STRUCTURAL STUDIES OF ENZYME/NUCLEIC ACID INTERACTIONS

Project: Research project

Description

Enzyme-nucleic acid interactions represent a fundamental area of research that requires structural and functional data in order to elucidate general principles. Although there are a large number of enzymes which catalyze reactions for nucleic acid substrates, only twelve enzyme-nucleic acid complex structures have been reported to date. This proposal describes structural and functional studies designed to address the importance of enzyme-nucleic acid interactions in polymerization by reverse transcriptase (RT). The relative simplicity of RTs, which retain effective replicative capacity but lack the associated components of other replicative polymerases, make them ideal for studying the process of polymerization. RTs couple two catalytic activities, an RNA- or DNA-directed DNA polymerase activity and a ribonuclease H (RNaseH) activity, in order to make a double-stranded DNA copy of the single-stranded RNA genome of the retrovirus. The retroviral DNA is then integrated into the host genome by the retroviral integrase, and the host's cellular machinery is utilized to produce more retrovirus. The epidemic outbreak of AIDS caused by human immunodeficiency virus type l (HIV- l) has focused a great deal of research efforts on HIV- 1 RT as a target for drug therapy. We propose to use x-ray crystallographic methods to determine the structures of a nucleic acid complex with a catalytic fragment of Moloney murine leukemia virus (MMLV) RT and- complex with the full- length MMLV RT. Our apprdach is to compare conserved features of the structures of MMLV RT and HIV- l RT in order to understand how the enzyme works. Basic and detailed knowledge of catalysis and substrate interactions in RT wlll further efforts in the development of effective inhibitors. From our analyses of the MMLV RT-nucleic acid complex structures, we propose to elucidate a detailed mechanism of catalysis for polymerization by RT, to determine important interactions with nucleic acid, and to identify the structural basis of substrate specificity. In addition, we plan to pursue site-directed mutagenesis studies in which specific amino acid residues will be substituted based on our structural analyses, and functional properties of the mutant RTs will be characterized. Crystal structures will be determined for interesting mutant RTs complexed with nucleic acid and comparisons made to the wild-type enzyme complex. We expect that insights derived from these studies will extend to other related polymerases and our general knowledge of enzyme-nucleic acid interactions.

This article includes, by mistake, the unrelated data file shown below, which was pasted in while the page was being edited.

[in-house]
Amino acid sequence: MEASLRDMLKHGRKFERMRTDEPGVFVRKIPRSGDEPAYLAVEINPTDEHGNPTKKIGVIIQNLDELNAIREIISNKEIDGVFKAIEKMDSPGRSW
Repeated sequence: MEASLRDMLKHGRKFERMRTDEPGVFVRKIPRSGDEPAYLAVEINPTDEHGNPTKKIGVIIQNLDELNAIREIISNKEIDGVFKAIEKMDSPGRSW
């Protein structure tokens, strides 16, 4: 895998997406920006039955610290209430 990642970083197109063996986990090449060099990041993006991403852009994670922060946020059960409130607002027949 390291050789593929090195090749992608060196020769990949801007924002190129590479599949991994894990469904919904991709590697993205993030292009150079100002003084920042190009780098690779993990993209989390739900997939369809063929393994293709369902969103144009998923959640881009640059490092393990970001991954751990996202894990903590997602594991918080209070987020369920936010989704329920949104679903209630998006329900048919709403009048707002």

StatusFinished
Effective start/end date2/1/971/31/07

Funding

  • National Institutes of Health: $273,910.00
  • National Institutes of Health: $98,347.00
  • National Institutes of Health
  • National Institutes of Health: $273,910.00
  • National Institutes of Health: $141,244.00
  • National Institutes of Health: $208,305.00
  • National Institutes of Health: $208,547.00
  • National Institutes of Health: $212,525.00
  • National Institutes of Health: $273,910.00
  • National Institutes of Health: $204,209.00

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RNA-Directed DNA Polymerase
Nucleic Acids
Cell Nucleus Active Transport
RNA
Enzymes
Genome
Viruses
Proteins
HIV Reverse Transcriptase
DNA
Polymerization
Messenger RNA
Catalysis
Betaretrovirus
Substrates
Genes
Moloney murine leukemia virus
Ribonuclease H
Integrases
Drug therapy

ASJC

  • Medicine(all)
  • Biochemistry, Genetics and Molecular Biology(all)